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GudrunTheRed
26th January 2007, 03:50 PM
I though those of you in and around North Carolina and Northern Virginia near Washington D.C. who are dealing with or know someone who is dealing with SM would be very happy to know that there is now a pet MRI center at North Carolina State University. Here's the whole article (here's the link to the article on the Iams website: http://www.iamsco.com/en_US/jhtmls/iamsco/news/sw_in_News_page.jhtml?li=en_US&bc=C&pti=IN&ai=1103)


The Iams Company Partners with North Carolina State University to Enhance the Way Veteriarians Practice Medicine

Iams Pet Imaging Center Brings Power of MRI to Area Veterinarians and Students

Raleigh, NC -The Iams Company announced today the opening of a state-of-the-art magnetic resonance imaging (MRI) center on the campus of North Carolina State University (NCSU). The Iams Pet Imaging Center is the first corporate presence on the University's Centennial Biomedical Campus and is located adjacent to the College of Veterinary Medicine's Teaching Hospital.

"We are pleased to be partnering with North Carolina State University to make state-of-the-art technology that can truly enhance pet well-being more readily available," said Jeffrey P. Ansell, president of The Iams Company. "Iams is in the pet well-being business, so this is an exciting way to bring local veterinarians a better method to diagnose conditions in pets while we provide the MRI experience to the veterinarians of tomorrow."

The technology comes from Proscan International, already a leader in providing human MRI services. "This technology has proven to be incredibly valuable to humans, and now, MRI is being used to help diagnose conditions in pets non-invasively," said Dr. Stephen Pomeranz, founder and president of ProScan.

The Iams Pet Imaging Center will serve a dual purpose because of its location at one of the leading veterinary schools in the country. Practicing veterinarians in the Raleigh area and North Carolina region will be able to refer to the new service, providing their patients with the most advanced veterinary diagnostic information available. Students will be able to see MRI early in their careers.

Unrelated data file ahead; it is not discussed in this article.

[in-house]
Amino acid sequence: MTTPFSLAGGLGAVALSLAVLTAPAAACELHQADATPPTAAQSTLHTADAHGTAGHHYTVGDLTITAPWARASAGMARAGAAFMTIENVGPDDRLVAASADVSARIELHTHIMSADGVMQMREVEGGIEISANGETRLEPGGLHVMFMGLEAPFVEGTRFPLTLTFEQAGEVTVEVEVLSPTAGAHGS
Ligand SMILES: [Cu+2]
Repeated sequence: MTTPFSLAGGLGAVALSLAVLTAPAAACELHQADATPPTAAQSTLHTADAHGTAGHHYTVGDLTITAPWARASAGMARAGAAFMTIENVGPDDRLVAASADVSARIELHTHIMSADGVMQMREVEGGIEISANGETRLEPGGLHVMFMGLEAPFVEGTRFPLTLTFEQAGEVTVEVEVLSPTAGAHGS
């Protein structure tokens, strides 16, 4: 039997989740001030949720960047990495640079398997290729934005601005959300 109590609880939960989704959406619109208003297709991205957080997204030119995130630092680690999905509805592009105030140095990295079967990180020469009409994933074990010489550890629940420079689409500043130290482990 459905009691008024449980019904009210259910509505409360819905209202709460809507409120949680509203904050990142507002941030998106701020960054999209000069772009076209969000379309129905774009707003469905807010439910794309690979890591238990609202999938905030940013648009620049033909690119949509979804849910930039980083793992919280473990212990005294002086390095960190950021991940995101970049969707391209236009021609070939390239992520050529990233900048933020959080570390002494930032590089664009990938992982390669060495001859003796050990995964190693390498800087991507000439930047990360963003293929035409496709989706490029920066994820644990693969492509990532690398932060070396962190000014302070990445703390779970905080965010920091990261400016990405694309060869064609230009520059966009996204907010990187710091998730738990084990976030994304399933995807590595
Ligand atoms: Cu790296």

"We are changing the way veterinarians can practice medicine, making diagnosis not just faster, but more accurate, which leads to better treatment, outcomes and better pet health," said Dr. Liesa Stone, technical services veterinarian at Iams Research & Development.

The Iams Pet Imaging Center also adds a new dimension in the education of students at the NCSU Veterinary Teaching Hospital, according to Dr. Oscar Fletcher, former dean of the North Carolina State University College of Veterinary Medicine: "We are thrilled to bring this breakthrough technology to our program. This offers a unique benefit for our students and provides new tools to our area veterinary community for providing new solutions for pet owners."

The North Carolina facility is the second Iams Pet Imaging Center, with the first opening near Washington, D.C. in Vienna, Virginia, in early 2002. That Center has become the world leader in pet MRI scans, based on nearly 3,000 case referrals. Pets have benefited from MRI's ability to show conditions such as strokes and bursitis (tissue inflammation), conditions previously difficult or impossible to detect with traditional technology, such as x-rays.

Like its Washington D.C.-based counterpart, The Iams Pet Imaging Center at NCSU will feature state-of-the-art imaging and monitoring equipment for faster, high-quality imaging in the safest possible environment. The highly trained staff includes a veterinarian specially trained in anesthesiology and a veterinary radiologist, so customers can feel confident that pets are receiving the highest level of veterinary care available. The center utilizes Siemans-engineered and manufactured MRI equipment and technical expertise provided by ProScan, a world leader in MRI technology and education.

About MRI

MRI is an advanced diagnostic tool that uses magnetic energy and radio waves to create detailed images of tissue. With this technology, veterinarians now can more accurately determine the cause and location of diseases in pets, so they can treat them more efficiently and effectively. MRI identifies conditions such as cancer and orthopedic injuries without invasive exploratory surgery that can sometimes be required.

NCSU Veterinary Teaching Hospital

The NCSU Veterinary Teaching Hospital (VTH) established in 1983, provides state-of-the-art veterinary medical services for veterinarians and the people of North Carolina and surrounding regions. Each year nearly 17,000 patients are examined in the Teaching Hospital.

About the Iams Pet Imaging Center

The Iams Pet Imaging Center is the most technologically advanced MRI center available dedicated to superior veterinary diagnostic care. The center houses state-of-the-art equipment with technical expertise provided by ProScan, a world leader in the development of MRI technology. To learn more about The Iams Pet Imaging Center, call 1-866-4PETMRI or 1-866-478-8674.